Abstract In humanitarian contexts, it is a difficult and multi-faceted task to enlist academics, humanitarian actors and health authorities in a collaborative research effort. The lack of research in such settings has been widely described in the past decade, but few have analysed the challenges in building strong and balanced research partnerships. The major issues include considering operational priorities, ethical imperatives and power differentials. This paper analyses in two steps a collaborative empirical endeavour to assess health service utilization by Syrian refugee and Lebanese women undertaken by the International Committee of the Red Cross (ICRC), the Lebanese Ministry of Public Health (MoPH) and the Harvard François-Xavier Bagnoud (FXB) Center. First, based on challenges documented in the literature, we shed light on how we negotiated appropriate research questions, methodologies, bias analyses, resource availability, population specificities, security, logistics, funding, ethical issues and organizational cultures throughout the partnership. Second, we describe how the negotiations required each partner to go outside their comfort zones. For the academics, the drivers to engage included the intellectual value of the collaboration, the readiness of the operational partners to conduct an empirical investigation and the possibility that such work might lead to a better understanding in public health terms of how the response met population needs. For actors responding to the humanitarian crisis (the ICRC and the MOPH), participating in a technical collaboration permitted methodological issues to be worked through in the context of deliberations within the wider epistemic community. We find that when they collaborate, academics, humanitarian actors and health authorities deploy their respective complementarities to build a more comprehensive approach. Barriers such as the lack of uptake of research results or weak links to the existing literature were overcome by giving space to define research questions and develop a longer-term collaboration involving individual and institutional learning. There is the need ahead of time to create balanced decision-making mechanisms, allow for relative financial autonomy, and define organizational responsibilities. Ultimately, mutual respect, trust and the recognition of each other’s expertise formed the basis of an initiative that served to better understand populations affected by conflict and meet their needs.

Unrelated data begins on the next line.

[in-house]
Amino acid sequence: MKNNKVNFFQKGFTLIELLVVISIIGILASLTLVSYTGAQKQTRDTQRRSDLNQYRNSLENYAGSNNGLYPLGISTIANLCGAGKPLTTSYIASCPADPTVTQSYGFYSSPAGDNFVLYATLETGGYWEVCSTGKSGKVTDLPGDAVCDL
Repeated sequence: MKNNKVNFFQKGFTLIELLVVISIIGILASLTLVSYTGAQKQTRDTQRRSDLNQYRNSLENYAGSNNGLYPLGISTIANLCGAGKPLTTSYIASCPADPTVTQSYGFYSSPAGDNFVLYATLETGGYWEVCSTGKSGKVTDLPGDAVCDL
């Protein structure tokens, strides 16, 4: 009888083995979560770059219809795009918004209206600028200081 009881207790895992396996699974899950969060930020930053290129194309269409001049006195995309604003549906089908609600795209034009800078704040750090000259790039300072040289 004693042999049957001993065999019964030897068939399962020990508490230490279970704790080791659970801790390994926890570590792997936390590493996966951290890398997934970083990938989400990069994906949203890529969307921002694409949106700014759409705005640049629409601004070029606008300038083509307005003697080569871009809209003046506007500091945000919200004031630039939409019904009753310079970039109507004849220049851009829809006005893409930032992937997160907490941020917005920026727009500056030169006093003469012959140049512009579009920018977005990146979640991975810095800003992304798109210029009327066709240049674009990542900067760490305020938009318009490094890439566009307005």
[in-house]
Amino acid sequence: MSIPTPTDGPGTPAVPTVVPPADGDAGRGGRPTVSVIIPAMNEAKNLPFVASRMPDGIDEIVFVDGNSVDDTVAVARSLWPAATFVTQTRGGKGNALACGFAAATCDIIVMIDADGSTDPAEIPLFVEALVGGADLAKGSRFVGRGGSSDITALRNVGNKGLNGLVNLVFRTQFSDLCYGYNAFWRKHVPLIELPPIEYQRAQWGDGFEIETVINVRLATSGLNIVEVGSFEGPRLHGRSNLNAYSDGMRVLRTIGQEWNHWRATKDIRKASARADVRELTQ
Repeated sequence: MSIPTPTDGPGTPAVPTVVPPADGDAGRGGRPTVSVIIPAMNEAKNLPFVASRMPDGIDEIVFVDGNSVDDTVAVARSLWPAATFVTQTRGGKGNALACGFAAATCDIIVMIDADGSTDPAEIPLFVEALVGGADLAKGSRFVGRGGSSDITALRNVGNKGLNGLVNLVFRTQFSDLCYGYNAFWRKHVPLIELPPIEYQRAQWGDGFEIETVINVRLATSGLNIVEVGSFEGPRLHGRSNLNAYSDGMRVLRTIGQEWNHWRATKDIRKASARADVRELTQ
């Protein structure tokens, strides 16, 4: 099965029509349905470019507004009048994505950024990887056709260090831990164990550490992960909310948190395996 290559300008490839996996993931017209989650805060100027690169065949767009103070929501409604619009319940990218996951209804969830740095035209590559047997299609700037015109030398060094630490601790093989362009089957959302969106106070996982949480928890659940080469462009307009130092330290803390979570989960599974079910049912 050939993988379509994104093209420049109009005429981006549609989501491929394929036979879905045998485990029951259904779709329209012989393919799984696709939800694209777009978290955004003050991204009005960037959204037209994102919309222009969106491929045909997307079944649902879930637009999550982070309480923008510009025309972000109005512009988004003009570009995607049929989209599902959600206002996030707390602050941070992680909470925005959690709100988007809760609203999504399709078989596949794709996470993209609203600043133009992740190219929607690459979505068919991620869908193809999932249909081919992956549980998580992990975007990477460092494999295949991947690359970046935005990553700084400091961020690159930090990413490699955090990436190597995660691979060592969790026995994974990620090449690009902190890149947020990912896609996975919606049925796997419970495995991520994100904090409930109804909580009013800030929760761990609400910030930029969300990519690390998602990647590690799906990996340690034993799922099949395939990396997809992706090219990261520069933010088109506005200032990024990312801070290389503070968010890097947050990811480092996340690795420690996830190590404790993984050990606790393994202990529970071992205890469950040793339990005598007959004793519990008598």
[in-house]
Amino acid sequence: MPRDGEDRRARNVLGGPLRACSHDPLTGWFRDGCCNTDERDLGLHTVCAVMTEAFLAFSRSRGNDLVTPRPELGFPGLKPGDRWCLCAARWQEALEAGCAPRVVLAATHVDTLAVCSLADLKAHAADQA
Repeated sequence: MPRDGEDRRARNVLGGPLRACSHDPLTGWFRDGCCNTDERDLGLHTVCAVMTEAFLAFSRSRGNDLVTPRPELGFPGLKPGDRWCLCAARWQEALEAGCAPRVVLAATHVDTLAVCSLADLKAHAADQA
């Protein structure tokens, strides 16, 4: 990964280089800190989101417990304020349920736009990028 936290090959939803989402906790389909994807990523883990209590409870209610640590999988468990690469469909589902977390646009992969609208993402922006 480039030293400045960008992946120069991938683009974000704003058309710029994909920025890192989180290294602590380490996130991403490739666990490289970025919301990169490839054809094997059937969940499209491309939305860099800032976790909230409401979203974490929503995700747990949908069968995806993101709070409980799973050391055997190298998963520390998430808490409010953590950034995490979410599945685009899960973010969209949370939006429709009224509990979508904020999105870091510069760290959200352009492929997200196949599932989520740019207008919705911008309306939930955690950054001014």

• A systematic literature review of the ethics of conducting research in the humanitarian setting

    William Bruno; Rohini J. Haar (BMC, 2020-05-01)